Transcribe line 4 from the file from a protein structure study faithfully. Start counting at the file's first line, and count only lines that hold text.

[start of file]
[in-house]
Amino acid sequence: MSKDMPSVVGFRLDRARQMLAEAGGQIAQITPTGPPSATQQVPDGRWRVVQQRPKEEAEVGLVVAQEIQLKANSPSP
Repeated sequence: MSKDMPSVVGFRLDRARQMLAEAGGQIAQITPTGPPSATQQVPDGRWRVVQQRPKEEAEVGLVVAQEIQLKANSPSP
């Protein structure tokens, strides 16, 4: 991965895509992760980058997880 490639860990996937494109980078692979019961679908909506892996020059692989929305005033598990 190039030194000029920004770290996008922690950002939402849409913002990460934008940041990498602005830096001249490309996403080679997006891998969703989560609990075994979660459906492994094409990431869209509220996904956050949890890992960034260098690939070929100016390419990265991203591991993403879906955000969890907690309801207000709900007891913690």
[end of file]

């Protein structure tokens, strides 16, 4: 991965895509992760980058997880 490639860990996937494109980078692979019961679908909506892996020059692989929305005033598990 190039030194000029920004770290996008922690950002939402849409913002990460934008940041990498602005830096001249490309996403080679997006891998969703989560609990075994979660459906492994094409990431869209509220996904956050949890890992960034260098690939070929100016390419990265991203591991993403879906955000969890907690309801207000709900007891913690």